Great-circle navigation or orthodromic navigation (related to orthodromic course; from the Greek ορθóς, right angle, and δρóμος, path) is the practice of navigating a vessel (a ship or aircraft) along a great circle. Such routes yield the shortest distance between two points on the globe.[1]

The great circle path may be found using spherical trigonometry; this is the spherical version of the inverse geodesic problem. If a navigator begins at P1 = (φ11) and plans to travel the great circle to a point at point P2 = (φ22) (see Fig. 1, φ is the latitude, positive northward, and λ is the longitude, positive eastward), the initial and final courses α1 and α2 are given by formulas for solving a spherical triangle

where λ12 = λ2 − λ1[note 1] and the quadrants of α12 are determined by the signs of the numerator and denominator in the tangent formulas (e.g., using the atan2 function). The central angle between the two points, σ12, is given by

(The numerator of this formula contains the quantities that were used to determine tanα1.) The distance along the great circle will then be s12 = Rσ12, where R is the assumed radius of the earth and σ12 is expressed in radians. Using the mean earth radius, R = R1 ≈ 6,371 km (3,959 mi) yields results for the distance s12 which are within 1% of the geodesic distance for the WGS84 ellipsoid.

To find the way-points, that is the positions of selected points on the great circle between P1 and P2, we first extrapolate the great circle back to its node A, the point at which the great circle crosses the equator in the northward direction: let the longitude of this point be λ0 — see Fig 1. The azimuth at this point, α0, is given by

Let the angular distances along the great circle from A to P1 and P2 be σ01 and σ02 respectively. Then using Napier's rules we have

Figure 2. The great circle path between a node (an equator crossing) and an arbitrary point (φ,λ).

Finally, calculate the position and azimuth at an arbitrary point, P (see Fig. 2), by the spherical version of the direct geodesic problem.[note 5] Napier's rules give

The atan2 function should be used to determine σ01, λ, and α. For example, to find the midpoint of the path, substitute σ = ​1201 + σ02); alternatively to find the point a distance d from the starting point, take σ = σ01 + d/R. Likewise, the vertex, the point on the great circle with greatest latitude, is found by substituting σ = +​12π. It may be convenient to parameterize the route in terms of the longitude using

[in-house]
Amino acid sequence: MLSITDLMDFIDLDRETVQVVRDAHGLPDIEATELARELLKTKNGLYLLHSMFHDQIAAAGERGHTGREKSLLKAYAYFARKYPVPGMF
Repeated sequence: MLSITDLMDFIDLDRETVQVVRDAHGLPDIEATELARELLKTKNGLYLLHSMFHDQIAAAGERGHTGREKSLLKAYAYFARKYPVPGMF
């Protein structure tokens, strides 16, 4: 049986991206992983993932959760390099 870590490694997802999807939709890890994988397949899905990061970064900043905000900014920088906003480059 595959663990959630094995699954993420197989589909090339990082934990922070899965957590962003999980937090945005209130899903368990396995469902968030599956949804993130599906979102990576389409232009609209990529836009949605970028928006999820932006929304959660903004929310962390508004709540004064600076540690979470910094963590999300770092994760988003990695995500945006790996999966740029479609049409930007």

These formulas apply to a spherical model of the earth. They are also used in solving for the great circle on the auxiliary sphere which is a device for finding the shortest path, or geodesic, on an ellipsoid of revolution; see the article on geodesics on an ellipsoid.

Compute the great circle route from Valparaíso, φ1 = −33°, λ1 = −71.6°, to Shanghai, φ2 = 31.4°, λ2 = 121.8°.

The formulas for course and distance give λ12 = −166.6°,[note 8] α1 = −94.41°, α2 = −78.42°, and σ12 = 168.56°. Taking the earth radius to be R = 6371 km, the distance is s12 = 18743 km.

To compute points along the route, first find α0 = −56.74°, σ1 = −96.76°, σ2 = 71.8°, λ01 = 98.07°, and λ0 = −169.67°. Then to compute the midpoint of the route (for example), take σ = ​121 + σ2) = −12.48°, and solve for φ = −6.81°, λ = −159.18°, and α = −57.36°.

If the geodesic is computed accurately on the WGS84 ellipsoid,[4] the results are α1 = −94.82°, α2 = −78.29°, and s12 = 18752 km. The midpoint of the geodesic is φ = −7.07°, λ = −159.31°, α = −57.45°.

A straight line drawn on a gnomonic chart would be a great circle track. When this is transferred to a Mercator chart, it becomes a curve. The positions are transferred at a convenient interval of longitude and this is plotted on the Mercator chart.